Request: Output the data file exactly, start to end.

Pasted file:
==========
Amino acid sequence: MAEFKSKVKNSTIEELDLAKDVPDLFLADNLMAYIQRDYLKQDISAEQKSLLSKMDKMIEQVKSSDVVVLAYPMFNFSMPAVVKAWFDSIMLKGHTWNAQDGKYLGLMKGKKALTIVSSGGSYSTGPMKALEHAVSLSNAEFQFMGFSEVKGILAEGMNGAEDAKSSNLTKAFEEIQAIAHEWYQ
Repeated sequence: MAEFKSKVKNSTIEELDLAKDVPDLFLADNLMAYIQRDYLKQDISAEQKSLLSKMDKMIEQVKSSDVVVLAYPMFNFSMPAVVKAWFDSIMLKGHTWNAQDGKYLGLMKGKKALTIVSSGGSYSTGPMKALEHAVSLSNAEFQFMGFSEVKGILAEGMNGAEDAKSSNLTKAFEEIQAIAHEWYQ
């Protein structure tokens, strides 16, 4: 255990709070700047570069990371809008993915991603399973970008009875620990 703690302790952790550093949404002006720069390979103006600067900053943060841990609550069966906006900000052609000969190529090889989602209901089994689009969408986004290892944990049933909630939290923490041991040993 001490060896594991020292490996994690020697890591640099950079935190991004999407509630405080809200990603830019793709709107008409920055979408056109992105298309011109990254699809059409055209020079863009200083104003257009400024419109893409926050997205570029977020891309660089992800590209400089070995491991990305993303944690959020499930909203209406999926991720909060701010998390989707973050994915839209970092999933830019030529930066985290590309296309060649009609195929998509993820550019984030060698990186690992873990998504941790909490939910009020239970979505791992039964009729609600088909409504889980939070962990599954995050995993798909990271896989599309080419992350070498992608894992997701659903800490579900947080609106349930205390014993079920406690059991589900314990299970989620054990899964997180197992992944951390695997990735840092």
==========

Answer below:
Amino acid sequence: MAEFKSKVKNSTIEELDLAKDVPDLFLADNLMAYIQRDYLKQDISAEQKSLLSKMDKMIEQVKSSDVVVLAYPMFNFSMPAVVKAWFDSIMLKGHTWNAQDGKYLGLMKGKKALTIVSSGGSYSTGPMKALEHAVSLSNAEFQFMGFSEVKGILAEGMNGAEDAKSSNLTKAFEEIQAIAHEWYQ
Repeated sequence: MAEFKSKVKNSTIEELDLAKDVPDLFLADNLMAYIQRDYLKQDISAEQKSLLSKMDKMIEQVKSSDVVVLAYPMFNFSMPAVVKAWFDSIMLKGHTWNAQDGKYLGLMKGKKALTIVSSGGSYSTGPMKALEHAVSLSNAEFQFMGFSEVKGILAEGMNGAEDAKSSNLTKAFEEIQAIAHEWYQ
């Protein structure tokens, strides 16, 4: 255990709070700047570069990371809008993915991603399973970008009875620990 703690302790952790550093949404002006720069390979103006600067900053943060841990609550069966906006900000052609000969190529090889989602209901089994689009969408986004290892944990049933909630939290923490041991040993 001490060896594991020292490996994690020697890591640099950079935190991004999407509630405080809200990603830019793709709107008409920055979408056109992105298309011109990254699809059409055209020079863009200083104003257009400024419109893409926050997205570029977020891309660089992800590209400089070995491991990305993303944690959020499930909203209406999926991720909060701010998390989707973050994915839209970092999933830019030529930066985290590309296309060649009609195929998509993820550019984030060698990186690992873990998504941790909490939910009020239970979505791992039964009729609600088909409504889980939070962990599954995050995993798909990271896989599309080419992350070498992608894992997701659903800490579900947080609106349930205390014993079920406690059991589900314990299970989620054990899964997180197992992944951390695997990735840092």